Aladdin kicks off Tuesdays with Robin

Aladdin/Walt Disney Pictures

While Aladdin holds up as a beautifully animated motion picture with awesome songs, there’s a major flaw in casting non-Persians.

Fresh off of The Little Mermaid, directors Ron Clements and John Musker went to work on Aladdin.  Walt Disney Animation Studios had offered the pair a choice between Swan Lake, Aladdin, and some film about lions in the jungle but they were like, “Who would want to see that?”  The latter of which went on to become The Lion King–the rest of which is history.  Troubles plagued the production especially once Black Friday hit.  This was when Jeffrey Katzenberg saw the film during a test screening.  As a consequence of his reaction, new writers were hired to help rework the film.  This was 18 months out from release.  One-third of the film was excised!  It’s bad enough having to rework a live-action film but animated films require a process.

But enough about what happened behind the scenes.  We’re here to discuss what happened on the screen.  Aladdin would never have happened without the involvement of Alan Menken and Howard Ashman, especially the latter.  It was Ashman who scripted a 40-page treatment only to watch it sit idle.  Without him, the film would have never been put into production by Disney.  Following his tragic death from AIDS, Ashman was replaced by Tim Rice. Among his final contributions were “Prince Ali” and “Humiliate the Boy.”  The film features a number of show-stopping tunes including “Friend Like Me.”  The soundtrack as a whole will ultimately go down as one of the best Disney soundtracks in history.

The casting of Robin Williams as the Genie marked a groundbreaking change in voice casting.  Until Aladdin, voice roles in animated films traditionally went to traditional voice actors.  After Williams took on the role, the animation industry would never look back.  Williams doubled as The Peddler at the start of the film where he breaks the fourth wall by addressing the crowd.  In tackling the Genie, Williams plays to his strengths as a stand-up comedian.  It’s a markedly fun take but not without flaws.  I’ll get to that here in a moment.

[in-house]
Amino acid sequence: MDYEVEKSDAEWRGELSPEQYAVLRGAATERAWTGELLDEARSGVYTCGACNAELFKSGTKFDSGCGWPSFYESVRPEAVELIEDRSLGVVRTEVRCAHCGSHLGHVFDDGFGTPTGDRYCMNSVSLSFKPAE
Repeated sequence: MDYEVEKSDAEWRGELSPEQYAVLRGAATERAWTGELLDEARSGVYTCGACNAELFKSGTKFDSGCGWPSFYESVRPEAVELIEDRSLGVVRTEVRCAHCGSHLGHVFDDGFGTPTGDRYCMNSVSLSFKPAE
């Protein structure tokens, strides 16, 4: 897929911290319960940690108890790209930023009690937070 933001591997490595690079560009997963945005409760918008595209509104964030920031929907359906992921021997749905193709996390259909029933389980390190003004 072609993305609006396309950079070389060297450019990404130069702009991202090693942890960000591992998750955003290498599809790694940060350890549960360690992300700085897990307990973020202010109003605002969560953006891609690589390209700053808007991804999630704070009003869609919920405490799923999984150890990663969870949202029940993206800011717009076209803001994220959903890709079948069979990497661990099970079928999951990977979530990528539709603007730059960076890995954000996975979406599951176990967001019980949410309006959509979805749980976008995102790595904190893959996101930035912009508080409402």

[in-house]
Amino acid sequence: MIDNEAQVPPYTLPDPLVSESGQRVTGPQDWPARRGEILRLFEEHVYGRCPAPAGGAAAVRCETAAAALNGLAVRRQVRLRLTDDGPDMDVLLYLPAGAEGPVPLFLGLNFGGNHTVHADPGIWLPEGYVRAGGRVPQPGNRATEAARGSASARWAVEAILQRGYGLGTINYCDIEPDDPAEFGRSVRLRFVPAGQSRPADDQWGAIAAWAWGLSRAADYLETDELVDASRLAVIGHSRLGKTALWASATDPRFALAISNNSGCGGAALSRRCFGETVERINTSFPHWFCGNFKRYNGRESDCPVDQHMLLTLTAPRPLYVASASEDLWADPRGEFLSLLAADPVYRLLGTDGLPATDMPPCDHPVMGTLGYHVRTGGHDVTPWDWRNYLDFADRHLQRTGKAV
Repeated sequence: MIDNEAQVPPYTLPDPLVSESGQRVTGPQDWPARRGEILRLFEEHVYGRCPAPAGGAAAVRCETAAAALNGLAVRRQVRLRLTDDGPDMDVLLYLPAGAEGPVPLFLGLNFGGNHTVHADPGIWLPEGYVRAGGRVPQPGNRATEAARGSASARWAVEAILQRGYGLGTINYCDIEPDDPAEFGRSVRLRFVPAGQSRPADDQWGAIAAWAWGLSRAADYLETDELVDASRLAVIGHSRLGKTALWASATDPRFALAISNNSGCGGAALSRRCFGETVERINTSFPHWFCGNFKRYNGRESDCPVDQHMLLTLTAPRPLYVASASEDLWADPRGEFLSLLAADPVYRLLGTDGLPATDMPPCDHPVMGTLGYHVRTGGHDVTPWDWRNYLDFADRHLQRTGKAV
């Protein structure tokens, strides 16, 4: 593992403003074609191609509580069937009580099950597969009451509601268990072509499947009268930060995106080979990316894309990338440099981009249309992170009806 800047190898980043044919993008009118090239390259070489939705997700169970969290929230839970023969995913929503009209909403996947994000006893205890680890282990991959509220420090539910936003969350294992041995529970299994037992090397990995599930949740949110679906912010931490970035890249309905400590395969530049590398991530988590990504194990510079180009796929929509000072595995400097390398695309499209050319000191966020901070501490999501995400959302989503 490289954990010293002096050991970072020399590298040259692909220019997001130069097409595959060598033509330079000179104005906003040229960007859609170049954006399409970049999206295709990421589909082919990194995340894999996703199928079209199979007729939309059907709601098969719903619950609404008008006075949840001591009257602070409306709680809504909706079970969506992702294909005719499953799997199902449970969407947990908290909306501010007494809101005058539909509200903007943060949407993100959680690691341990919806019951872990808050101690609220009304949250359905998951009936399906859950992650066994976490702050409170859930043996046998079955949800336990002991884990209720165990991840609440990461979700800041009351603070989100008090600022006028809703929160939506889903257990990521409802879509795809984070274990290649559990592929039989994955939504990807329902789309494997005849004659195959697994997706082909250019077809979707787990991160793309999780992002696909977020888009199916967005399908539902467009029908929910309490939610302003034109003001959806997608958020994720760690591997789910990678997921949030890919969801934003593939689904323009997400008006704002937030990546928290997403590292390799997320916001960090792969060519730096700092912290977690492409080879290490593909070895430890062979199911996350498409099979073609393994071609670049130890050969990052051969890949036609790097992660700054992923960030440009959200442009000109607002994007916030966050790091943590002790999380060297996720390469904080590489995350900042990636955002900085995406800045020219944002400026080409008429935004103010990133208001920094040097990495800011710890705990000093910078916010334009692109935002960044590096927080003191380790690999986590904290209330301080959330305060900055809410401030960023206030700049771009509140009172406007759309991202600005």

Scott Weinger and Linda Larkin were cast as Aladdin and Princess Jasmine, respectively.  What’s wrong with the casting of these two?  Neither actor are of Persian descent.  Yet the roles have followed them.  For what it’s worth, Larkin will be heard later this year in Wreck-It Ralph 2.  We have every right to be critical about casting non-Persian actors.  Aladdin was made during a time in which celebrity actors weren’t really used for voice-roles.  Despite all of this, Disney went with non-Persian actors anyway.  It’s insulting in its own right!

With lasting songs that will never be forgotten, Aladdin rightfully earns its place in Disney history.

DIRECTORS:  Ron Clements and John Musker
SCREENWRITERS:  Ron Clements & John Musker and Ted Elliott & Terry Rossio
CAST:  Scott Weinger, Robin Williams, Linda Larkin, Jonathan Freeman, Frank Welker, Gilbert Gottfried and Douglas Seale

First released by Walt Disney Pictures on November 25, 1992, Aladdin kicked off the Tuesdays with Robin Williams series at the Music Box Theatre in Chicago.

Tuesdays with Robin Williams will be held throughout the month of July.

Danielle Solzman

Danielle Solzman is native of Louisville, KY, and holds a BA in Public Relations from Northern Kentucky University and a MA in Media Communications from Webster University. She roots for her beloved Kentucky Wildcats, St. Louis Cardinals, Indianapolis Colts, and Boston Celtics. Living less than a mile away from Wrigley Field in Chicago, she is an active reader (sports/entertainment/history/biographies/select fiction) and involved with the Chicago improv scene. She also sees many movies and reviews them. She has previously written for Redbird Rants, Wildcat Blue Nation, and Hidden Remote/Flicksided. From April 2016 through May 2017, her film reviews can be found on Creators.

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